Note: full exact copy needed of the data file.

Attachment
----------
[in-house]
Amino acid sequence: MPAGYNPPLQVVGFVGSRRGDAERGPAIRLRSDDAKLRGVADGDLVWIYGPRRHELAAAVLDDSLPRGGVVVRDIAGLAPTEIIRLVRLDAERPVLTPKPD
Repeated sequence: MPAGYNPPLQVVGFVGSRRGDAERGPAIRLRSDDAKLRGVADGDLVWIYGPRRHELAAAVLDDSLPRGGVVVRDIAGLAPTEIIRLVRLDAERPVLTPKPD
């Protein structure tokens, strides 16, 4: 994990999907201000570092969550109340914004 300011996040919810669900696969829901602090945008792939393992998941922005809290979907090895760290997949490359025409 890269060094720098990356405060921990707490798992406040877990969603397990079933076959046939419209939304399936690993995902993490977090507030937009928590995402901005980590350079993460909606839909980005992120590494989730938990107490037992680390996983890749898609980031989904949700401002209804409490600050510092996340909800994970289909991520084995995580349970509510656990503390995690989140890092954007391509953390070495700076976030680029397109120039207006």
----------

[in-house]
Amino acid sequence: MPAGYNPPLQVVGFVGSRRGDAERGPAIRLRSDDAKLRGVADGDLVWIYGPRRHELAAAVLDDSLPRGGVVVRDIAGLAPTEIIRLVRLDAERPVLTPKPD
Repeated sequence: MPAGYNPPLQVVGFVGSRRGDAERGPAIRLRSDDAKLRGVADGDLVWIYGPRRHELAAAVLDDSLPRGGVVVRDIAGLAPTEIIRLVRLDAERPVLTPKPD
């Protein structure tokens, strides 16, 4: 994990999907201000570092969550109340914004 300011996040919810669900696969829901602090945008792939393992998941922005809290979907090895760290997949490359025409 890269060094720098990356405060921990707490798992406040877990969603397990079933076959046939419209939304399936690993995902993490977090507030937009928590995402901005980590350079993460909606839909980005992120590494989730938990107490037992680390996983890749898609980031989904949700401002209804409490600050510092996340909800994970289909991520084995995580349970509510656990503390995690989140890092954007391509953390070495700076976030680029397109120039207006």